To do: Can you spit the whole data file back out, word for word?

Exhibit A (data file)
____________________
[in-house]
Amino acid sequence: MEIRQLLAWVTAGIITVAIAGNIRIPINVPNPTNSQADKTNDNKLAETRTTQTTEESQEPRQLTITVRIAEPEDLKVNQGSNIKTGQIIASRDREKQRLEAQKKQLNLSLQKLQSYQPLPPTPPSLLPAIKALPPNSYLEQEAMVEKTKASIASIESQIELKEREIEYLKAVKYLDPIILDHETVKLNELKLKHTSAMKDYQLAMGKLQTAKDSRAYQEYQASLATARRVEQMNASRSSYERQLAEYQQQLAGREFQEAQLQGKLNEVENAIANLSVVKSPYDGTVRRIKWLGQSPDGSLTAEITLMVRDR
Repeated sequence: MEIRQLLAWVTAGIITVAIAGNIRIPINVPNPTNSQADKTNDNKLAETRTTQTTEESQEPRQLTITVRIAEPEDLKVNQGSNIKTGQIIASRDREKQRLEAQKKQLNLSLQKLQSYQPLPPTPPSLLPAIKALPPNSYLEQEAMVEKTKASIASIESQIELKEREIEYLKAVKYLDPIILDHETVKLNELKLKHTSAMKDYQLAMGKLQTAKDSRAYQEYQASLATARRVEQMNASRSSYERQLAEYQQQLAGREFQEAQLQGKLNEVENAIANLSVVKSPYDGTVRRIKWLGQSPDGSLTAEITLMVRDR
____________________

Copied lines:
[in-house]
Amino acid sequence: MEIRQLLAWVTAGIITVAIAGNIRIPINVPNPTNSQADKTNDNKLAETRTTQTTEESQEPRQLTITVRIAEPEDLKVNQGSNIKTGQIIASRDREKQRLEAQKKQLNLSLQKLQSYQPLPPTPPSLLPAIKALPPNSYLEQEAMVEKTKASIASIESQIELKEREIEYLKAVKYLDPIILDHETVKLNELKLKHTSAMKDYQLAMGKLQTAKDSRAYQEYQASLATARRVEQMNASRSSYERQLAEYQQQLAGREFQEAQLQGKLNEVENAIANLSVVKSPYDGTVRRIKWLGQSPDGSLTAEITLMVRDR
Repeated sequence: MEIRQLLAWVTAGIITVAIAGNIRIPINVPNPTNSQADKTNDNKLAETRTTQTTEESQEPRQLTITVRIAEPEDLKVNQGSNIKTGQIIASRDREKQRLEAQKKQLNLSLQKLQSYQPLPPTPPSLLPAIKALPPNSYLEQEAMVEKTKASIASIESQIELKEREIEYLKAVKYLDPIILDHETVKLNELKLKHTSAMKDYQLAMGKLQTAKDSRAYQEYQASLATARRVEQMNASRSSYERQLAEYQQQLAGREFQEAQLQGKLNEVENAIANLSVVKSPYDGTVRRIKWLGQSPDGSLTAEITLMVRDR